The last two decades have witnessed a dramatic rise in the popularity of e-learning. Extraordinary changes that we are now facing in terms of communication and sharing information has meant that e-learning has had to adapt to meet the needs of today’s businessmen and women. e-Learning is an area that is currently being used by many, but why use e-learning and what are the reasons for its popularity? Marco Faccini, account director, hospitality division of ThirdForce PLC, one of the largest e-learning providers in the UK, tells hospitality-industry.com why.
Traditionally, e-learning was plainly a method of uploading manuals online. From its infancy e-learning had an extremely long journey to complete to ‘wow’ its audience.
More recently, e-learning has become much more focused on engaging the learner and providing a constructive and rewarding environment. The classroom comes alive with lessons packed full of sights, sounds, quizzes and games. A learner in the e-learning environment can now become part of the class through the interactive nature of online learning. With a combined functionality of text, audio and visual media, e-learning has become much more accessible to international students. Offered in languages such as English, Polish and Portuguese, a diverse workforce can partake in the e-learning phenomenon. The senses, namely sights and sounds, are fully intrigued through the array of online possibilities.
e-Learning was renowned for its presentation in large chunks of information. This method did not help the learner to retain information, nor did it motivate course completion. In fact, it had a negative effect on the learner, daunting the individual with the sheer amount of material that needed to be learnt in a one off session. More recently, the placing of the learner at the heart of learning has meant a rapid increase in popularity. The e-learner is ideally placed to know what they want to study and in what format. And so they should be!
Now available in smaller portions, e-learning material has become much more inviting for an array of students, of differing academic backgrounds. Material can be digested more easily and with increased flexibility.
Shake it, shake it!
The use of scenarios and games has also shaken and stirred the world of online learning. The ability to experiment, discover and reflect has made e-learning progressively more fashionable, encouraging an environment in which mistakes are permitted. Flexible material tailored specifically to the learner allows for a non-threatening learning space, where learners can progress at their own pace and can actually enjoy the experience. More confident learners are shaped, achieving the qualifications they truly deserve. e-Learners with basic IT skills can also experience online activity on fun, user-friendly platforms.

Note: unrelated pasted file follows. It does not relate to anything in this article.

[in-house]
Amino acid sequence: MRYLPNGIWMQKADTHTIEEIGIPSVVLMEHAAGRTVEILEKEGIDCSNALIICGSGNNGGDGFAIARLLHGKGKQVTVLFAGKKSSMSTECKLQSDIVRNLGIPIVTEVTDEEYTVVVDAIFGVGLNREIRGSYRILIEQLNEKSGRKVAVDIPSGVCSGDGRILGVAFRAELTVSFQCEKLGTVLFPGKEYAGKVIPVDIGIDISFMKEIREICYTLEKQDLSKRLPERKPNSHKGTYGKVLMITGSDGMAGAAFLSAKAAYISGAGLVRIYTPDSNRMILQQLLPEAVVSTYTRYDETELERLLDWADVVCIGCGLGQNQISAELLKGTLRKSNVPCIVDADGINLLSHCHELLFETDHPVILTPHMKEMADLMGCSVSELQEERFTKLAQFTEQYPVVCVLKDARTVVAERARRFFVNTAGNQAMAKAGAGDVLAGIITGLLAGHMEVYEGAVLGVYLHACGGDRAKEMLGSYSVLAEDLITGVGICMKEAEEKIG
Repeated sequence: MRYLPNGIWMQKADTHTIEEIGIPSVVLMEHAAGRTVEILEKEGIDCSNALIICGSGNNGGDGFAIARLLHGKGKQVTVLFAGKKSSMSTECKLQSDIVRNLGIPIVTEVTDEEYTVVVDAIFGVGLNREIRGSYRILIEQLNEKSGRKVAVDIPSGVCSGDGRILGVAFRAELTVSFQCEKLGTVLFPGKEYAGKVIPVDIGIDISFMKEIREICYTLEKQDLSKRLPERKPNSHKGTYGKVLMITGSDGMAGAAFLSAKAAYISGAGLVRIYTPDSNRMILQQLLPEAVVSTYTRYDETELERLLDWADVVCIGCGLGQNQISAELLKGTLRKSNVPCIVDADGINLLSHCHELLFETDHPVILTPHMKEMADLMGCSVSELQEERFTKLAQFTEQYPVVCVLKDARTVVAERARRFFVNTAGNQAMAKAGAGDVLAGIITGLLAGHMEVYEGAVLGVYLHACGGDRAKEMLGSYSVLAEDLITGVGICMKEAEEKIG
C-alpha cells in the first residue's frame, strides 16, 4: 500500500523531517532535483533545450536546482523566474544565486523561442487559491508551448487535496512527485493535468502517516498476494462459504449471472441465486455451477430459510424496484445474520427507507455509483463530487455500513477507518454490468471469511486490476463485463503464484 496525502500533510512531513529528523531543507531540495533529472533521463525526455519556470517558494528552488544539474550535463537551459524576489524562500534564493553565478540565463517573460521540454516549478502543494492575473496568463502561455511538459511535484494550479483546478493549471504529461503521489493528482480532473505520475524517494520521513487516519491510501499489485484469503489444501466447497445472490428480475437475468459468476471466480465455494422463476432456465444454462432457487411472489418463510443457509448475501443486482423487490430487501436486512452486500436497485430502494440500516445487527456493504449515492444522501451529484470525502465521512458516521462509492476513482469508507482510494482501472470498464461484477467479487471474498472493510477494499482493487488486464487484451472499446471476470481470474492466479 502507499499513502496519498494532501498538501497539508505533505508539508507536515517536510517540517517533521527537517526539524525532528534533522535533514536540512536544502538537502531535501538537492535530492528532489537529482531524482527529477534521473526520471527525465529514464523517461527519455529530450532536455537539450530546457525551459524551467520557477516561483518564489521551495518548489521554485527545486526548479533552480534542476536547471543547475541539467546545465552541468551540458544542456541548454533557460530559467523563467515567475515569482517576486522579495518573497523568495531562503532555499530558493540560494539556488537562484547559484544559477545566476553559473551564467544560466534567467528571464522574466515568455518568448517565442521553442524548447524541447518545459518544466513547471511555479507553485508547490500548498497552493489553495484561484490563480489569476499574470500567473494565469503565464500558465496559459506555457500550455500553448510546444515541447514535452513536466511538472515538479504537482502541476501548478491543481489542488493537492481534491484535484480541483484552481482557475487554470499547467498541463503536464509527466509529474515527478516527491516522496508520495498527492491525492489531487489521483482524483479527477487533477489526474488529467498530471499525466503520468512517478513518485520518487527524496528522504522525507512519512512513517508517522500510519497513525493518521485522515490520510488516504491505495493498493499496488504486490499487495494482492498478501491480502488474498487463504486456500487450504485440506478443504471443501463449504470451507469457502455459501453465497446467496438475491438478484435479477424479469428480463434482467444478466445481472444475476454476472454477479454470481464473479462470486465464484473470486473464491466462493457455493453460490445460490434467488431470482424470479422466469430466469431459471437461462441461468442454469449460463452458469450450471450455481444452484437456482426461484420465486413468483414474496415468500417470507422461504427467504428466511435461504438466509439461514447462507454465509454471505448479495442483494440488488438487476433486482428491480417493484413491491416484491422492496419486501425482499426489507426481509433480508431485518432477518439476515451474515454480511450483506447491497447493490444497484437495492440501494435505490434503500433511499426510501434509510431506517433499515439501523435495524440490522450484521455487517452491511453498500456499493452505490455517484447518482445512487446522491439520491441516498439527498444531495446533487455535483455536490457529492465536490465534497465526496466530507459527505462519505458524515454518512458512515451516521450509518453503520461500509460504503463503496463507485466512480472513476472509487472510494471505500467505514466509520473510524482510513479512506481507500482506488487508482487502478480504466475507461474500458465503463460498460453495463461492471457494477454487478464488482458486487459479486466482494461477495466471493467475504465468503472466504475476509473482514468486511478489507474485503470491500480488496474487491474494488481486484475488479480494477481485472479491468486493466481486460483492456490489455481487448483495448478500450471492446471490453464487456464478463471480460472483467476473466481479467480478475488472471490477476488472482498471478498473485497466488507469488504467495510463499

In its formative years e-learning was a highly dictatorial method of teaching and learning. Presented as a ‘tell and test’ activity employees were told the content that they must learn and then they would be tested. Learners were unable to discover new information: this was seen as a huge downfall! Nowadays, the learner can be part of a much more relaxed and personalised ‘try and see’ process. Now presented as a route to discovery, e-learning, reported by numerous learners, is 100 per cent more motivating as it builds on prior knowledge. Discussions are spurred on by exploratory and thought provoking questions between the learner and online tutor and even social networking with both colleagues and external participants.
Rightfully so, active learning environments are places where questions should be posed and answered. Creators and designers of e-learning have cleverly introduced character simulations that engage the online learner in a social experience where a ‘real person’ guides instruction and the lesson. Personality is created through visual impact, choice of language and even voice. Given all the advances that gaming and social technologies have made in recent times, why can’t e-learning incorporate some of these engaging and interesting components?
Extending the boundaries of learning
Once designed for desktop computer use, e-learning constrained learners to the confines of the classroom. With advances in technology witnessed over the past few years, why should students’ learning be restricted? Learning should be an activity performed with ease and one that encourages learners to commit to their course of study and further their qualifications. The long awaited availability of e-learning on the move has now arrived. Obtainable on mobile, tablet-form computers, known as the el-box, e-learning caters for those employees that live life on the move. Being able to use handheld technology, employees can dip in and out of their training whenever and wherever convenient. This supports the current lifestyle of today’s learner and those who may have sporadic working hours such as those working in bars, restaurants and hotels. Most of us are now permanently attached to our mobile phones and laptops, and are used to accessing what we want, when we want it! 21st century learning needs to mirror these advances.
The attractiveness of e-learning has also arisen from the types of materials that are presented. The digital generation of the new millennium seek blogs, discussion forums and web pages that allow them to initiate their own styles of learning and take part in extremely interactive and engaging tasks. These online pages provoke thought and debate, allowing learners to explore their understanding of their workplace and job role.
With the use of network technologies to deliver and facilitate learning, anytime anywhere learning is rapidly growing in today’s hospitality sector. e-Learning gives people the competitive edge to lift performance, raise standards and guarantee best practice. Ultimately it facilitates a modern and forward thinking approach.